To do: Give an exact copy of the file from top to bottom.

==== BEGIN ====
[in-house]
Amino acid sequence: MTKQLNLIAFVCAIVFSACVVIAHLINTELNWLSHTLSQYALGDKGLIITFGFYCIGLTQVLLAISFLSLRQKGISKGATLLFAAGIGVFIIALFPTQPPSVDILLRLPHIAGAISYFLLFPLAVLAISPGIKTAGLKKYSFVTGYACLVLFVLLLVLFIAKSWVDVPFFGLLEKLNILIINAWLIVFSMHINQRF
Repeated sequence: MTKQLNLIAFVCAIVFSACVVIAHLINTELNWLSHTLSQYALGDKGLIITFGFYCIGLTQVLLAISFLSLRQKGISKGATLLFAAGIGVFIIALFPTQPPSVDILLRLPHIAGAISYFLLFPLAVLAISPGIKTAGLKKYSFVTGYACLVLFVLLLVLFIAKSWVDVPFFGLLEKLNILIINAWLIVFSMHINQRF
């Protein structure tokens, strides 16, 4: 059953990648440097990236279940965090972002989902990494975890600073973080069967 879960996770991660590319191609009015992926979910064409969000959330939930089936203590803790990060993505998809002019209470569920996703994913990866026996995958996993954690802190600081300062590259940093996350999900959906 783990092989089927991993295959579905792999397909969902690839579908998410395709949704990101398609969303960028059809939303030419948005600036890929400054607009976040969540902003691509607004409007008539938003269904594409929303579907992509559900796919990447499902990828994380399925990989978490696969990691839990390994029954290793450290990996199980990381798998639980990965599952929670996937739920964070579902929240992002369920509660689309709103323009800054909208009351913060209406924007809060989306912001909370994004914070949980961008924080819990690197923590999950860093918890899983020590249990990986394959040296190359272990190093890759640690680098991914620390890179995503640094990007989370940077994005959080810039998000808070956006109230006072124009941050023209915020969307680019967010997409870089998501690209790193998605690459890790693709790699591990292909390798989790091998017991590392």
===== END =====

[in-house]
Amino acid sequence: MTKQLNLIAFVCAIVFSACVVIAHLINTELNWLSHTLSQYALGDKGLIITFGFYCIGLTQVLLAISFLSLRQKGISKGATLLFAAGIGVFIIALFPTQPPSVDILLRLPHIAGAISYFLLFPLAVLAISPGIKTAGLKKYSFVTGYACLVLFVLLLVLFIAKSWVDVPFFGLLEKLNILIINAWLIVFSMHINQRF
Repeated sequence: MTKQLNLIAFVCAIVFSACVVIAHLINTELNWLSHTLSQYALGDKGLIITFGFYCIGLTQVLLAISFLSLRQKGISKGATLLFAAGIGVFIIALFPTQPPSVDILLRLPHIAGAISYFLLFPLAVLAISPGIKTAGLKKYSFVTGYACLVLFVLLLVLFIAKSWVDVPFFGLLEKLNILIINAWLIVFSMHINQRF
């Protein structure tokens, strides 16, 4: 059953990648440097990236279940965090972002989902990494975890600073973080069967 879960996770991660590319191609009015992926979910064409969000959330939930089936203590803790990060993505998809002019209470569920996703994913990866026996995958996993954690802190600081300062590259940093996350999900959906 783990092989089927991993295959579905792999397909969902690839579908998410395709949704990101398609969303960028059809939303030419948005600036890929400054607009976040969540902003691509607004409007008539938003269904594409929303579907992509559900796919990447499902990828994380399925990989978490696969990691839990390994029954290793450290990996199980990381798998639980990965599952929670996937739920964070579902929240992002369920509660689309709103323009800054909208009351913060209406924007809060989306912001909370994004914070949980961008924080819990690197923590999950860093918890899983020590249990990986394959040296190359272990190093890759640690680098991914620390890179995503640094990007989370940077994005959080810039998000808070956006109230006072124009941050023209915020969307680019967010997409870089998501690209790193998605690459890790693709790699591990292909390798989790091998017991590392």